http://www.autism.org.uk/about/what-is/asd.aspx

The worry of raising a child who has mental health issues By Miriam Gwynne 

By Miriam Gwynne

This morning was not a good morning. In fact most mornings recently have not been good.

My child has health problems but I can’t call the doctor. There is no cream I can rub onto her sore areas, no plaster I can stick onto her cuts and calpol will make no difference. She worries me so much. 

I am a sensible grounded parent. I know what to do when my child has a sore throat, or a temperature or a rash. I know if she has an accident and needs checked out I take her to hospital. I know if she is unable to keep her food down I can take her to the doctor to make sure she is not dehydrated. I have a full first aid box at home with basic over the counter remedies for most things. 


But when it comes to her mental health I am lost. 

She cries far more often than you would expect from a child her age.

She is sad far more often than you would expect from a child her age.

She has no interest in life, or toys or doing much at all. 

She has little interest in food.

She has no spark, no energy about her, no motivation. 


If she was 28 instead of 8 I have no doubt she would be diagnosed with depression and given medication.
She may even be lucky enough to be offered counselling. But she is 8 so it is different. Mental health in children is so unrecognised, so misunderstood and far too often just ignored. 

People tell me things like ‘it’s just a phase all children go through’ or ‘it could be her hormones’ or even things like ‘she is manipulating you to get her own way!’ Stop for a second and think about that: imagine if we said that about adults struggling with mental health? 
I spend so much time talking to her. Sometimes we get to the bottom of things that are bothering her, sometimes we don’t. Tomorrow it could be something else again. 

That’s what people don’t understand: the simplest thing can send my child into such a negative spiral for months.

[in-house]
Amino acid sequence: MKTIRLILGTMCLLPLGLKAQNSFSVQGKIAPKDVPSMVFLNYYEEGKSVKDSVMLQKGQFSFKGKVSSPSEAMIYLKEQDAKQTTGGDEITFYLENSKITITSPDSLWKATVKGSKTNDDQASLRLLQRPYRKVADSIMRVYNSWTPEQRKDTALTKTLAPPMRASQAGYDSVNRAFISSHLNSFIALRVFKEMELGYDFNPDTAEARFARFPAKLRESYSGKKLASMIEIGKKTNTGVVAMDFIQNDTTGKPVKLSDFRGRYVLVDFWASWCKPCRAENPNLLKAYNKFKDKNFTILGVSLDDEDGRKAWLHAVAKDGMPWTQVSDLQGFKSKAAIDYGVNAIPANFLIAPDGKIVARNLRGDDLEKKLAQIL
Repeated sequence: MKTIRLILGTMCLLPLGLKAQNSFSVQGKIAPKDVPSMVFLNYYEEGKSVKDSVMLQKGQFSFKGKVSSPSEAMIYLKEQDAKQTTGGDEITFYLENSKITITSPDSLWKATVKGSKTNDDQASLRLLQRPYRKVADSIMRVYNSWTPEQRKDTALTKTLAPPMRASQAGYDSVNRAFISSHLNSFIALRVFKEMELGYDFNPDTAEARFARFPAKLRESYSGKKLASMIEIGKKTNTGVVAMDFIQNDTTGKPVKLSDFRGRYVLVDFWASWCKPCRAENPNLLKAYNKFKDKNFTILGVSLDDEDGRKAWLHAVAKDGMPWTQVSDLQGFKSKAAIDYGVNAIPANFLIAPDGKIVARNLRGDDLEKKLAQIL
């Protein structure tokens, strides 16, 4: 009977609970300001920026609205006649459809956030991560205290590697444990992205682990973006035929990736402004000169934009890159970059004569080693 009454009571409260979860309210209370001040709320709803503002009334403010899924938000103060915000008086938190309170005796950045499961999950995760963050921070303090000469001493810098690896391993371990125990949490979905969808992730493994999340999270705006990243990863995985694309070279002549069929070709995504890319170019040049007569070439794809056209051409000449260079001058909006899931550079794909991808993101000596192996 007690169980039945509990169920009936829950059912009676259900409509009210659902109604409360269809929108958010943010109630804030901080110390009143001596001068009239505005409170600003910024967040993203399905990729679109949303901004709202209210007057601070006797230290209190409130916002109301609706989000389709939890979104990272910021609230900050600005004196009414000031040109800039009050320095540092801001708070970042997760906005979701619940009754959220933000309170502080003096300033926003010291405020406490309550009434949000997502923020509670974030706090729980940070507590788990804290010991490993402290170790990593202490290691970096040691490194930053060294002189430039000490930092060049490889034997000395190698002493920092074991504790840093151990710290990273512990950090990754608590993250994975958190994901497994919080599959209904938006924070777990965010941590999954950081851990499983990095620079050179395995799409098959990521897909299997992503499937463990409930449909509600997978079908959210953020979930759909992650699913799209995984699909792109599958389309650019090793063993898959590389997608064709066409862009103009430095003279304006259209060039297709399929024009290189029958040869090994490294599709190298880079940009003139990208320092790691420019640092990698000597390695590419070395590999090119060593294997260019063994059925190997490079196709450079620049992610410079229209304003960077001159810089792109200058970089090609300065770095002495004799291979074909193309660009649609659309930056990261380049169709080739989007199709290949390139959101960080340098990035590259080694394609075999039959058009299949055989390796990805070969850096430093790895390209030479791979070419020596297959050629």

She is over sensitive I am told. She is just an anxious child. She will grow out of it. 

I know she won’t though. She is a child with mental health struggles and it is likely she will be an adult with mental health struggles. That worries me so much. I don’t know if she will ever manage to live alone, have a job or raise a family. She jumps every time the phone rings and panics if the door bell goes. She lives on her nerves. 

There simply isn’t  the help for children like her. Children are supposed to be energetic, care free, loving life and eager to learn. We make assumptions that if a child is sad then the parents are at fault or the child is just naughty. We say that children who struggle to eat are just fussy eaters. 

As a society we are doing our children a real disservice by not accepting that mental health issues can affect children every bit as much as they affect adults. 

It was a hard morning again today. My child struggled to eat, to get dressed and to walk to school. I worry how she will cope with all that a school day demands when her mind is so fragile. I worry about how she is interpreting what others say when she is so sensitive. I worry if her anxiety will allow her to talk or eat today. 

Had she been going to school with a broken leg everyone would know to keep her safe. Had she been going with an asthma inhaler the staff would be protecting her. Instead she is going to school with mental health difficulties and no-one seems to understand. 

It’s that lack of knowledge and lack of understanding in society that causes me to worry most as a parent of a child who has mental health issues. 

Miriam Gwynne is a renowned blogger who has her own site where she discusses issues she faces raising two children on the autistic spectrum 

https://faithmummy.wordpress.com/

For more articles like this please visit:

https://m.facebook.com/theavengeruk/

My Letter To The PM About My Child’s Mental Health Got An Unexpected Response 

By Lisa Mulholland

I am an autism mum and I get ‘political’ sometimes. 

It is difficult not to be when current waiting times for an autism assessment in North West Kent is between 2 and 3 years due to NHS cuts and over the years has varied between 1-2 years.

This is frustrating and can really affect an autistic child’s life as diagnosis means children get support they desperately need in school. Well for now anyway as schools all over the country are having their budgets slashed, meaning many Teaching Assistants will no longer have jobs.

Terrible for the teachers but a disaster for the children who so heavily rely on support staff.

The school budget for my child’s school alone is also set to be slashed by £72,000 by the year 2019. And I dread to think about how many children will feel the fallout of this.

For me once I finally got a diagnosis for my eldest I was unaware that the battle had only just begun and it took 4 years from seeking an autism diagnosis to finding the right primary school setting. 
Anxiety, school refusal and mental health issues became a barrier to my son’s education and eventually his overall quality of life.

It started aged 6 with self- harm and progressed into suicidal tendencies by the time he reached the age of 10.